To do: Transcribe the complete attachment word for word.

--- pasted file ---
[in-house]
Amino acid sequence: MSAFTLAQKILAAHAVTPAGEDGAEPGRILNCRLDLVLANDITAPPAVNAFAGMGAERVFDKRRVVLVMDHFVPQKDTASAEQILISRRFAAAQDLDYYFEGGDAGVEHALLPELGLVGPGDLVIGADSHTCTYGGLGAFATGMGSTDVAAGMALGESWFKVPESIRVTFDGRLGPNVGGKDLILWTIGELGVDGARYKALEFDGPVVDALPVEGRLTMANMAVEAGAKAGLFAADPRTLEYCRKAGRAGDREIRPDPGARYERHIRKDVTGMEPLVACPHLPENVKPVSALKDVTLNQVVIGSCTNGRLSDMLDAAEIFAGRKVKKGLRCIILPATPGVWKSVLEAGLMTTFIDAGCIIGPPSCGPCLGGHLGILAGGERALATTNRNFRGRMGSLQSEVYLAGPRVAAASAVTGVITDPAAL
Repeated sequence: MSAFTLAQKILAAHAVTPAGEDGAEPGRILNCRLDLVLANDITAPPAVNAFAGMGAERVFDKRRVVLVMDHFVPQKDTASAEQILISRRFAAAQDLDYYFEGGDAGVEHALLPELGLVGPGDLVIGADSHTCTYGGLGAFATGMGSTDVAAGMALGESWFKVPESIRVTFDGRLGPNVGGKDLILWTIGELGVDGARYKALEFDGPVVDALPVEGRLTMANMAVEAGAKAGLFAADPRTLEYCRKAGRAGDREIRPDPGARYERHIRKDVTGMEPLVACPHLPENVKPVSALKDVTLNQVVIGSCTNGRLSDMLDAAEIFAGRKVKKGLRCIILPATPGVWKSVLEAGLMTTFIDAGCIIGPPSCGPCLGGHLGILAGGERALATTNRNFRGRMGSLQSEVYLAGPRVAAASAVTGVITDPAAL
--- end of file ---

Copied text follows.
[in-house]
Amino acid sequence: MSAFTLAQKILAAHAVTPAGEDGAEPGRILNCRLDLVLANDITAPPAVNAFAGMGAERVFDKRRVVLVMDHFVPQKDTASAEQILISRRFAAAQDLDYYFEGGDAGVEHALLPELGLVGPGDLVIGADSHTCTYGGLGAFATGMGSTDVAAGMALGESWFKVPESIRVTFDGRLGPNVGGKDLILWTIGELGVDGARYKALEFDGPVVDALPVEGRLTMANMAVEAGAKAGLFAADPRTLEYCRKAGRAGDREIRPDPGARYERHIRKDVTGMEPLVACPHLPENVKPVSALKDVTLNQVVIGSCTNGRLSDMLDAAEIFAGRKVKKGLRCIILPATPGVWKSVLEAGLMTTFIDAGCIIGPPSCGPCLGGHLGILAGGERALATTNRNFRGRMGSLQSEVYLAGPRVAAASAVTGVITDPAAL
Repeated sequence: MSAFTLAQKILAAHAVTPAGEDGAEPGRILNCRLDLVLANDITAPPAVNAFAGMGAERVFDKRRVVLVMDHFVPQKDTASAEQILISRRFAAAQDLDYYFEGGDAGVEHALLPELGLVGPGDLVIGADSHTCTYGGLGAFATGMGSTDVAAGMALGESWFKVPESIRVTFDGRLGPNVGGKDLILWTIGELGVDGARYKALEFDGPVVDALPVEGRLTMANMAVEAGAKAGLFAADPRTLEYCRKAGRAGDREIRPDPGARYERHIRKDVTGMEPLVACPHLPENVKPVSALKDVTLNQVVIGSCTNGRLSDMLDAAEIFAGRKVKKGLRCIILPATPGVWKSVLEAGLMTTFIDAGCIIGPPSCGPCLGGHLGILAGGERALATTNRNFRGRMGSLQSEVYLAGPRVAAASAVTGVITDPAAL